Streaming games is already a reality through services like GeForce Now and Shadow, but the market is about to be entered by giants like Google (with Stadia, the cloud-only platform) and Microsoft (with Project xCloud, which will go hand-in-hand with the Xbox consoles) that are promising to open up triple-A gaming to literally billions of potential gamers.
In an interview with GamesIndustry at E3 2019, Bethesda's Senior VP of Global Marketing and Communications Pete Hines likened the anticipation to the early days of VR. He said there's some tremendous potential to cloud streaming, particularly as it opens up uncharted territories, but it won't be the end of consoles or PC.
It feels a lot like the early days of VR. There's tremendous potential there, but I also don't think that a year from now no-one is going to play games on console or PC anymore because they stream everything. It will be a growth of some amount, but the potential it has relative to everything else is one of a tremendous reduction of barriers to entry.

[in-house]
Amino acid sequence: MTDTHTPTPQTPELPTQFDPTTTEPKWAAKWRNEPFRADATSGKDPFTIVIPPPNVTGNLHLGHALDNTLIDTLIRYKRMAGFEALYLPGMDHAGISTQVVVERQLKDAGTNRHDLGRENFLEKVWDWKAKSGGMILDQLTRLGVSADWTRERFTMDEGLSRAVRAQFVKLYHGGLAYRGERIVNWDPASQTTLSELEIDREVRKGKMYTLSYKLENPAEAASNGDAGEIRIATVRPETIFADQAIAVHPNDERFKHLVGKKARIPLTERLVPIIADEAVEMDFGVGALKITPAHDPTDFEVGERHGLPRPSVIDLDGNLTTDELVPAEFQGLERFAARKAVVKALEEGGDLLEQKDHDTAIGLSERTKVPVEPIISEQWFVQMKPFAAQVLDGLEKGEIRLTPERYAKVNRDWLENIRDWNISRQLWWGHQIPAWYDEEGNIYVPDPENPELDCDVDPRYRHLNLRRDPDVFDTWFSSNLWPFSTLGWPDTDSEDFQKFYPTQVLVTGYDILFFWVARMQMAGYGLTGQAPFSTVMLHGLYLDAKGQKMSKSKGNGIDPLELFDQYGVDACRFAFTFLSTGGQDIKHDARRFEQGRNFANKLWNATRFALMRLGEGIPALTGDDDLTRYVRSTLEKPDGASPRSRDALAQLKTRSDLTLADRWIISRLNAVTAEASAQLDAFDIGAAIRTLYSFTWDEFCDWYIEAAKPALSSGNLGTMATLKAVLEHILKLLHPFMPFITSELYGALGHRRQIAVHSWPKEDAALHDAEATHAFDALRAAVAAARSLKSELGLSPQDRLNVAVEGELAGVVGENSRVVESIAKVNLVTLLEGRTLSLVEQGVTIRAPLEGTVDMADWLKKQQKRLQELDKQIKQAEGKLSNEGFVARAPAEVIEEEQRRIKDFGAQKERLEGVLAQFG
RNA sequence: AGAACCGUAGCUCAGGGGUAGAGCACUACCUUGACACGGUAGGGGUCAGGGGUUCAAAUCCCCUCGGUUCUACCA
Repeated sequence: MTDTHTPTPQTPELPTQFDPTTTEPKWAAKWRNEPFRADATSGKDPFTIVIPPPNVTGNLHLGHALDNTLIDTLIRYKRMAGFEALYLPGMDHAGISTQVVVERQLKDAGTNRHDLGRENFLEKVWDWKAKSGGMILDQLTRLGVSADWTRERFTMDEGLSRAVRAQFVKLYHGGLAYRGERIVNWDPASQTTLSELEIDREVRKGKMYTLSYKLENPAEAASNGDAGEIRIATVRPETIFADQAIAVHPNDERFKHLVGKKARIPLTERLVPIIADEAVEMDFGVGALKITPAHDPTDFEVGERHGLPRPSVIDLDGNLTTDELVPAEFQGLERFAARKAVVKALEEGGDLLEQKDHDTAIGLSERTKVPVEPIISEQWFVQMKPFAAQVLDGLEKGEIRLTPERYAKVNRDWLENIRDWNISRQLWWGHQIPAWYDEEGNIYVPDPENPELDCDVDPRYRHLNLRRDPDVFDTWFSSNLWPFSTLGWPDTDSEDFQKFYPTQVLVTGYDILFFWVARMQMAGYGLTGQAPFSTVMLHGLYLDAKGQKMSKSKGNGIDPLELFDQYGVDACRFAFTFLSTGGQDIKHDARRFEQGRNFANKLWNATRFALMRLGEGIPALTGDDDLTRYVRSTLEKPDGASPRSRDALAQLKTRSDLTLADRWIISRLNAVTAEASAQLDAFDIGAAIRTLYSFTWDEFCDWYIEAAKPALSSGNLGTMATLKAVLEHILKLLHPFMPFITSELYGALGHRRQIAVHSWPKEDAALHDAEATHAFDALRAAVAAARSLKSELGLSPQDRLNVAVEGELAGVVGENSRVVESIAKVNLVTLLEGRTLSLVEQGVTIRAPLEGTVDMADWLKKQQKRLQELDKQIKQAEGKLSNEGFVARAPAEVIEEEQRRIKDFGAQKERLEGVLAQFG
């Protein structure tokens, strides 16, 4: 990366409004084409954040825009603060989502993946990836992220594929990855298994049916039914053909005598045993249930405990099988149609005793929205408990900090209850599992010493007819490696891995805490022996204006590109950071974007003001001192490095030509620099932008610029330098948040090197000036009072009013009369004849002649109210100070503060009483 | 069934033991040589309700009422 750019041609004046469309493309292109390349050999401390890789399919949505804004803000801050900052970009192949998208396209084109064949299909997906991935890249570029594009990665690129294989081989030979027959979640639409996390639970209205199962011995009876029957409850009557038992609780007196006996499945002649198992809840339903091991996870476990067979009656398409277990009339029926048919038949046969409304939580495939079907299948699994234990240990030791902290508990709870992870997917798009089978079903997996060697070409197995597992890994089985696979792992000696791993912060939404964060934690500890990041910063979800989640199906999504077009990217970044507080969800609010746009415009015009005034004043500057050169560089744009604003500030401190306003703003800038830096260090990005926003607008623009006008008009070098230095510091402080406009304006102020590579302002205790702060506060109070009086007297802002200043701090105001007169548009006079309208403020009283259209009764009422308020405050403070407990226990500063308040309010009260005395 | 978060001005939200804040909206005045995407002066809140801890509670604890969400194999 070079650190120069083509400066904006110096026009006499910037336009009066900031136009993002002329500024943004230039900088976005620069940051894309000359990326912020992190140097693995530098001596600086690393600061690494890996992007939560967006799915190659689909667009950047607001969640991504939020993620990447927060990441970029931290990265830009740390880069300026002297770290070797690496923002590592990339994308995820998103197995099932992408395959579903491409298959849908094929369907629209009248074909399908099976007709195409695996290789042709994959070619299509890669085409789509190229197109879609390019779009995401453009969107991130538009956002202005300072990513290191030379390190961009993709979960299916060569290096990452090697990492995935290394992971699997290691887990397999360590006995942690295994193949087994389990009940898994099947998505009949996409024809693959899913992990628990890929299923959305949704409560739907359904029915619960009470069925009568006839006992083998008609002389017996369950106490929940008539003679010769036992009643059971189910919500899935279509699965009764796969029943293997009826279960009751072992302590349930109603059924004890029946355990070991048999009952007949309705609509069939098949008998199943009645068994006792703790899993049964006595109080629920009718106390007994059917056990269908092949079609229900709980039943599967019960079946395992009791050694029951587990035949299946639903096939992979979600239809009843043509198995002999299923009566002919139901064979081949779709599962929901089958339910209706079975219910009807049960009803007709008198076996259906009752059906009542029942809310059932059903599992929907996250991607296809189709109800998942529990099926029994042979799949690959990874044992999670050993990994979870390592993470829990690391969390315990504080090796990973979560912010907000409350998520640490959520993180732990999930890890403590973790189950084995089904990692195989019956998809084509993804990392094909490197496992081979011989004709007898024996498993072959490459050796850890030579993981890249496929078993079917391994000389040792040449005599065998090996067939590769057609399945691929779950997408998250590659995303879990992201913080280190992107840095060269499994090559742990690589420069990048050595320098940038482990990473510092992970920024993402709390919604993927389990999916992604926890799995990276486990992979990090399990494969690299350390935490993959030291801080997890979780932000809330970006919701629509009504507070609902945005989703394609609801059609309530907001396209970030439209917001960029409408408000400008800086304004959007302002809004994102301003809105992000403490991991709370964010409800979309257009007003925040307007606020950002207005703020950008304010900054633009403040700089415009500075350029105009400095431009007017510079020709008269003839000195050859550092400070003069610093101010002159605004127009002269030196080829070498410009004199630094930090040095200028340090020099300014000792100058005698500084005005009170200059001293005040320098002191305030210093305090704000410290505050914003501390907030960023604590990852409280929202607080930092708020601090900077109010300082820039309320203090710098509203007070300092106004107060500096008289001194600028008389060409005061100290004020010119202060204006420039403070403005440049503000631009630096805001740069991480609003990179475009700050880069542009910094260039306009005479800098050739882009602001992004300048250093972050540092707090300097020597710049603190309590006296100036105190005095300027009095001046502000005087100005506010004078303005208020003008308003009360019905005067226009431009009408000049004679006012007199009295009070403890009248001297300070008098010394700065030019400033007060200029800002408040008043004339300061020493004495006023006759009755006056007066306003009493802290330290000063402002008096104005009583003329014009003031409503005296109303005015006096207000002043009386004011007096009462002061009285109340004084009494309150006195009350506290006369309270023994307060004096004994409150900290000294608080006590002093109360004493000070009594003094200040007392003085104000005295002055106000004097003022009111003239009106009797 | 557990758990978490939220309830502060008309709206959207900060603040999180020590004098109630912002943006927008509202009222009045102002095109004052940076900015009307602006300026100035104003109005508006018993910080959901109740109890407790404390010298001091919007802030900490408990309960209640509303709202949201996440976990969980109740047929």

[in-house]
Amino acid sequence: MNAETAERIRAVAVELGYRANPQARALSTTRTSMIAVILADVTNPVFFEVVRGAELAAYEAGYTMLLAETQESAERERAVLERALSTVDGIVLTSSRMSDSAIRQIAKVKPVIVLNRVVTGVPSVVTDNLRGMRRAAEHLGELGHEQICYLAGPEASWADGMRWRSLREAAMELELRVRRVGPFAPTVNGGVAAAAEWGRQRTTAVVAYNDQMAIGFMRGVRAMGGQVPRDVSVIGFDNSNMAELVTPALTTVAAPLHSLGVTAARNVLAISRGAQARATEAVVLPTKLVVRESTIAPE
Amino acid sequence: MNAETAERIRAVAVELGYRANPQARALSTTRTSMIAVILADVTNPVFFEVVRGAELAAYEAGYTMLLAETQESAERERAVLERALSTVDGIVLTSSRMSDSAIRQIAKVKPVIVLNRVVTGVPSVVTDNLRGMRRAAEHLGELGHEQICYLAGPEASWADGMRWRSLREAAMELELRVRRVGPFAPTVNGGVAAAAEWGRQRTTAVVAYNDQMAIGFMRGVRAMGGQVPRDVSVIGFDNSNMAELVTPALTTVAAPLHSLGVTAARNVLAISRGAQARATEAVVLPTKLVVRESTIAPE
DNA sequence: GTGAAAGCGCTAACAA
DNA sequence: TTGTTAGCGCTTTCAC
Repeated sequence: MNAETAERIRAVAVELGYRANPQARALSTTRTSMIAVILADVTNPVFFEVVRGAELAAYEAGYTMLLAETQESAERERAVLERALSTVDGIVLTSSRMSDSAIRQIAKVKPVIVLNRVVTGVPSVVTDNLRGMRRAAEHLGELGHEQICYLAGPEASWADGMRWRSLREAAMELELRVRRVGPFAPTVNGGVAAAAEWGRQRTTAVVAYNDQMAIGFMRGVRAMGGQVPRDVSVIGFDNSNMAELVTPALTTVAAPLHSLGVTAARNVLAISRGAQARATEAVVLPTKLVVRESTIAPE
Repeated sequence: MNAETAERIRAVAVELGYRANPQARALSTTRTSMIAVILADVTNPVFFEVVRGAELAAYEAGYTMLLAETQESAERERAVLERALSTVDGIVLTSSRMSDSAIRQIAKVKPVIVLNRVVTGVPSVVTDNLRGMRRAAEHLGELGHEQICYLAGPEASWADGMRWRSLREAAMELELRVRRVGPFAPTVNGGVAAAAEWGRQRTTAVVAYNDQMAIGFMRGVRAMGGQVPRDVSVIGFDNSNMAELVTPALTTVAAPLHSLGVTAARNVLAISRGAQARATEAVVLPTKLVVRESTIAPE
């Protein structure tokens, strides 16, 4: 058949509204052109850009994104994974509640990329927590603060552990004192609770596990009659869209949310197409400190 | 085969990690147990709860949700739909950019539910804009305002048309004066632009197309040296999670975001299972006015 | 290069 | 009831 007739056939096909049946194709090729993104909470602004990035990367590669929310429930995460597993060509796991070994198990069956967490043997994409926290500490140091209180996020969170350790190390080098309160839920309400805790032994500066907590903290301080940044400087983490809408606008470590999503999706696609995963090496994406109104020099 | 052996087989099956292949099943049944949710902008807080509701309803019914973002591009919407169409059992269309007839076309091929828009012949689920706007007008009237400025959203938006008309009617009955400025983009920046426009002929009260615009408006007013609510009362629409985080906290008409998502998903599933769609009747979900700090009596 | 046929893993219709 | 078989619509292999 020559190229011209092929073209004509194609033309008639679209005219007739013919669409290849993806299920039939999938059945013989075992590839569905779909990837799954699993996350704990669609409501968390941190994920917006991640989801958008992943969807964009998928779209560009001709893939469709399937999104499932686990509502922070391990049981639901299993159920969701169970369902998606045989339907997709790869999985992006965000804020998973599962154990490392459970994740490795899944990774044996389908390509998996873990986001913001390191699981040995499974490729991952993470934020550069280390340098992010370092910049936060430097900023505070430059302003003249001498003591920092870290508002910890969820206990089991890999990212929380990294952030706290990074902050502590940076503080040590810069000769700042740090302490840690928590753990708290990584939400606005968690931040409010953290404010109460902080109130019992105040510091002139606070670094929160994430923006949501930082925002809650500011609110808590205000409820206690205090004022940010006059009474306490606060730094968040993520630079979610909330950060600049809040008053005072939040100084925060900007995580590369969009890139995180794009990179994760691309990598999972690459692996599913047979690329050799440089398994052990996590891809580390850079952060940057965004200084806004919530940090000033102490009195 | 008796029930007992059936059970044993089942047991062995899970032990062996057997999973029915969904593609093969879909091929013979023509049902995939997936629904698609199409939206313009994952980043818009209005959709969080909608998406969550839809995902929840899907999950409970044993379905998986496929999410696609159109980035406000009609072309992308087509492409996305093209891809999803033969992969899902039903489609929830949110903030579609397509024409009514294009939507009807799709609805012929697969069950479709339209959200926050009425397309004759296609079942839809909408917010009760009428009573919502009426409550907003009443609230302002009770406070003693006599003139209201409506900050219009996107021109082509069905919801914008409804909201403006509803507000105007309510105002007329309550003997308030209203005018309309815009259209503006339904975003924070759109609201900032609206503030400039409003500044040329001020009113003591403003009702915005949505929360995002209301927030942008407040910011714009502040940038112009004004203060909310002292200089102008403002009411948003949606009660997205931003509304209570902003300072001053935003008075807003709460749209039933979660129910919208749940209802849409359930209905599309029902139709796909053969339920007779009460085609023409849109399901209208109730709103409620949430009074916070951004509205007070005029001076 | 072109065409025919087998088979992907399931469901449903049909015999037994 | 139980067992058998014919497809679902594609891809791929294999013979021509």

When you have folks who say: 'I'm never going to play Doom Eternal because I don't have a gaming PC and I'm not spending $400 for a console,' that's the end of the conversation. They're just not someone that I can reach out to for Doom Eternal. But if you know that on basically anything that has a screen you can suddenly stream a AAA, 60fps, 4K title, you're now a customer in a way that you simply hadn't been before. The number of people that applies to is hundreds of millions or billions. Now I'm not saying that everybody is going to convert to a $60 AAA consumer, but you're just opening yourself up to a lot more folks who don't have to jump through all the hoops of upgrading a PC all the time, or getting the new console, or paying for that big upfront cash outlay before the even buy a single game. I can jump in and watch someone streaming the game, click on a button and have a free trial, make a purchase, have a game that I can take wherever I go. That's a pretty big difference from anything else we've seen.
Bethesda is among Google Stadia's biggest early contributors with DOOM Eternal, DOOM 2016, Rage 2, The Elder Scrolls Online, and Wolfenstein: Youngblood. In fact, during its E3 2019 Showcase, Bethesda also announced Orion, a new technology built specifically to optimize both bandwidth and latency while streaming games. You can learn more about Orion and sign up for its early test stages on the official website.